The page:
Niche fragrance house Bond No. 9 is honoring the long-time host of New York's fashion week with a new scent for women called Bryant Park.

"We wanted to immortalize it and make it a souvenir — a remembrance of fashion week being held there for so many years," said Laurice Rahme, owner and founder of Bond No. 9.

With a "vintage Pucci-esque" bottle featuring swirls of pink, lavender and black on a white background reflecting silk textiles of the late Fifties and Sixties, the packaging is just as daring as the fragrance itself, according to Rahme.

"I didn't want to create a discreet scent but something that was more outgoing and forward that could be worn from day to night," said Rahme. "The juice is just as gutsy as the bottle. It's noisy and loud like fashion week."

Launching in the U.S. this month, Bryant Park is a "rose patchouli" scent. Bond No. 9's last fragrance, West Side, was a "gourmand rose." Rahme decided to create a series of rose fragrances because the "rose trend" had become increasingly popular among younger consumers. Rahme added that she's considering a "spicy fresh rose" scent for the series' next fragrance.

"[Rose] is a symbol of femininity," said Rahme. "There are so many twists and interpretations you can do on the rose. Since niche perfumery houses started reintroducing the scent, it has attracted a much younger consumer. When we saw how West Side sold out, we realized it was safe to do another rose."

Created by Michel Almairac of Robertet, Bryant Park features top notes of lily of the valley, rhubarb and pink pepper; middle notes of rose and patchouli, and base notes of raspberry and amber. The fragrance will roll out internationally in Bond No. 9's 12 markets beginning in May.

Bryant Park is Bond No. 9's 28th scent and could make up to $2 million in first-year sales, according to Rahme.

Bryant Park will retail at $185 for a 3.4-oz. bottle and $125 for a 1.7-oz. bottle. The scent will also be available for $45 for 1 oz. in a spray flacon. It will be sold at Bond No. 9's four New York boutiques, in 27 Saks Fifth Avenue doors and in about a dozen boutiques and spas worldwide including the U.K., Hong Kong and Dubai. The fragrance will also be merchandised on Bond No. 9's e-commerce Web site, which launched last summer.A monthlong preview of the fragrance kicked off during fashion week last month. According to Rahme, Bond No. 9 distributed 10,000 samples of the fragrance during the week's shows and events.

The company also broke a print advertising campaign in The New York Times last month, which will be followed by ads in W magazine in April and May. In addition, Saks Fifth Avenue's catalogue featured a two-page scented insert of Bryant Park, and more than 60,000 samples will be distributed through the retailer's stores beginning this month.

There are also plans to open three more Bond No. 9 boutiques in Manhattan's Harlem, Chelsea and Wall Street neighborhoods by the end of the year. A second Bond No. 9 boutique opened in Dubai, and the company is looking to enter new markets in Spain, Switzerland and Japan, according to Rahme.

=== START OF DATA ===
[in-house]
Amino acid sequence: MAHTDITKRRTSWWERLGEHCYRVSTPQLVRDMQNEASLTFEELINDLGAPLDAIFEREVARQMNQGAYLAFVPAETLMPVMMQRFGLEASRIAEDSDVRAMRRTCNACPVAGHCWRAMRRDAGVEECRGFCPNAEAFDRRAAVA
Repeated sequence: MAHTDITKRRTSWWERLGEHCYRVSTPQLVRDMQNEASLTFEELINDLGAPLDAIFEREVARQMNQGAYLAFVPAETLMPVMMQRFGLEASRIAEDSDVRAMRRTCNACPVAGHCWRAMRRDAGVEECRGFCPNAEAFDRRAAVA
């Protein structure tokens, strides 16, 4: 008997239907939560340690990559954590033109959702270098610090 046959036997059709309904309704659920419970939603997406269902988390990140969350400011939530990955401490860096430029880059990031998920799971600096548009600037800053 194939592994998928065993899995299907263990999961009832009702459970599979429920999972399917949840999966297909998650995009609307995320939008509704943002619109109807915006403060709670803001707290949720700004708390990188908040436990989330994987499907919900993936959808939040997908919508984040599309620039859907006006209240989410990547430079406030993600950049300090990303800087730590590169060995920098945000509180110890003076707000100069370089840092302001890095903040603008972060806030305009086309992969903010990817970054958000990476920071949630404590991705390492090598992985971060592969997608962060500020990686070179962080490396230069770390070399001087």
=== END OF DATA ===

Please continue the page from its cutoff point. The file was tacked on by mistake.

Rahme projects the firm will reach $30 million in total revenue — 67 percent of which is expected to be domestic — by yearend. She also expects a 50 percent increase in export business.

Rahme won't be stopping there, though. This fall, the company plans to enter the bath and body category with a launch of body oils, creams and lotions. -Michelle Edgar

Donatella Goes to London

LONDON — London experienced some Milan-style glam Tuesday when Donatella Versace swept into town to promote the fashion house's new signature fragrance.

"I do love London," murmured the diminutive designer as she surveyed the city from the penthouse suite at The Dorchester hotel, where she hosted a cocktail party.

It was a moment of peace before a media storm broke later that night regarding the health of Versace's daughter, Allegra. (See related story, page 3.)

And London sure loved her. Donatella-mania swept Harrods earlier that day when she showed up to sign bottles of the scent.

"I couldn't believe when I heard she was coming," said 20-year-old fashion student Jayne Hemsley. "I'm a big fan of Versace, obviously."

"I'm a big fan of her clothes and she's amazingly beautiful," said 16-year-old Michael Matic, from Copen­hagen who was in London on vacation. "It's an honor to meet her.""I'm overwhelmed by the amount of people who came today," said Versace as curious shoppers strained to snap pictures with mobile phones. "The people who come are always happy to see me. I always ask myself why they like me so much." -Brid Costello

Rosinoer Named to Clarins Board

PARIS — Serge Rosinoer has been named chairman of Groupe Clarins' advisory board. He succeeds Jacques Courtins-Clarins, the French beauty firm's founder, who died on March 22.

Rosinoer has been a member of the company's advisory board since 2000. He has held numerous roles within Clarins' management board, most recently acting as its chairman.

Before joining Clarins in 1978, he was chief executive officer of Max Factor Europe.

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